For decades, countless families have visited the Manila Zoological and Botanical Garden, better known as the Manila Zoo, for a treat: to see in the flesh some of the creatures they would not otherwise see in the workaday world. The zoo’s biggest attraction is its sole pachyderm: the 38-year-old and 7-ton Mali, born in Sri Lanka in 1974, and a resident for the past 35 years. Visitors flock to her enclosure to take photographs and admire the majesty of the elephant. But according to the People for the Ethical Treatment of Animals (Peta) Asia, Mali has to be relocated for her own good.
In a report, Peta said it flew in American pachyderm specialist Henry Melvyn Richardson at its own expense to examine Mali. The visual examination was conducted last May 29, and Richardson discovered that Mali was afflicted with serious foot problems that could lead to infection—a common cause of death among elephants. Richardson also observed that Mali’s 2,000-square-meter enclosure is inadequate. Most of all, she is suffering from loneliness, he said.
“My major concern is that Mali is alone. Female elephants in their natural habitat never leave the herd,” Richardson was quoted as saying. “Mali’s social and psychological needs are being neglected at the Manila Zoo. Even the best intentions … cannot replace these needs, which can only be met by the companionship of other elephants.”
The solution Richardson proposed was to move Mali to a sanctuary. “In my experience, even elephants who have been alone for more than 20 years integrate well with other elephants when moved to a sanctuary,” he said. This is precisely the solution being offered by Peta; it said it had “secured [for] Mali a place at a sanctuary with 14 other elephants in northern Thailand” and would shoulder the expenses related to her transport there.
This episode began in earnest early in May, when visiting rock star Morrissey asked President Aquino in a letter to send Mali to an elephant sanctuary in the United States. But the Manila Zoo management rejected this request, just as it also subsequently rejected Richardson’s assessment of Mali’s state. “You cannot assess her psychological condition and behavior in a few hours. It will take you days and months of observation,” Manila Zoo chief veterinarian Donald Manalastas told reporters. “Mali has been alone here for more than 30 years. Her parents were poached so she has never had companions except vets. She has stayed here for too long. She will not survive the wild.”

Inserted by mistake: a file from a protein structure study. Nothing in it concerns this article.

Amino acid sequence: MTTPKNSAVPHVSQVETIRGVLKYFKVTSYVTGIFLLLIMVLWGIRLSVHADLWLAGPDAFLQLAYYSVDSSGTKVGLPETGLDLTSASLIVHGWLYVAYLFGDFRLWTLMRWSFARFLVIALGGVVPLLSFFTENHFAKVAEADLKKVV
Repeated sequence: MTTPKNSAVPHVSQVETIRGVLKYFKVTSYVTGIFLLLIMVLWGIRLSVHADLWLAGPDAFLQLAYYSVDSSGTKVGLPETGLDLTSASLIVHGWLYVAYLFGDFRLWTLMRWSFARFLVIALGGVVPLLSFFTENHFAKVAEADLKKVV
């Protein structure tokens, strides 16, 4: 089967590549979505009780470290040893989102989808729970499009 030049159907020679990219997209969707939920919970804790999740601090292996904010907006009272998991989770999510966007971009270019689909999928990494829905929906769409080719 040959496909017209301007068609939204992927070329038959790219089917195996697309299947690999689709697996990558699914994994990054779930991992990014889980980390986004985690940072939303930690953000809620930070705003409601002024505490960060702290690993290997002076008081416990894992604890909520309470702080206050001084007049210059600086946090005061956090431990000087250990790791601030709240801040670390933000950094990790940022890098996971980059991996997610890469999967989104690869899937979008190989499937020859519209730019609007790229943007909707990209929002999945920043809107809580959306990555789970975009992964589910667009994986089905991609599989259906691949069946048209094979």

Manalastas said that after Richardson’s visit, he and his associates decided to begin training Mali so they could tend to her foot injuries. He admitted that they could not approach the elephant to address the problem “because Mali is a wild animal and is not trained for such procedures.” He also said Mali’s enclosure would be improved with additional earth and greenery.
Peta quoted Richardson as saying that other zoos, even those better equipped, had discovered that they could not properly care for elephants in their custody. “While the Manila Zoo does the best it can with what funds it has, good intentions are not good enough, as I think it is now well understood,” he said.
This sad situation calls to mind what Mahatma Gandhi once famously said: “The greatness of a nation and its moral progress can be judged by the way its animals are treated. I hold that the more helpless a creature, the more entitled it is to protection by man from the cruelty of man.”
In a country where poverty and hunger continue to be a grim reality, it is hardly surprising that allotted resources are inadequate to maintain a halfway decent zoo or an abiding policy to keep captive animals in an environment that will ensure their well-being. But insisting on keeping Mali in the state she is in because “she has been alone here for more than 30 years” does not make sense and reflects a misplaced stubbornness.
A workable solution has been offered by Peta, with no cost to the government and certainly no insult to its sovereignty. If it is true that Peta had secured a place for Mali at the elephant sanctuary in Thailand—and there is no reason to doubt this committed organization’s sincerity—the government should accept the offer. Let Mali live the rest of her days with her own kind. She may have been in solitary for too long, but they say elephants never forget.
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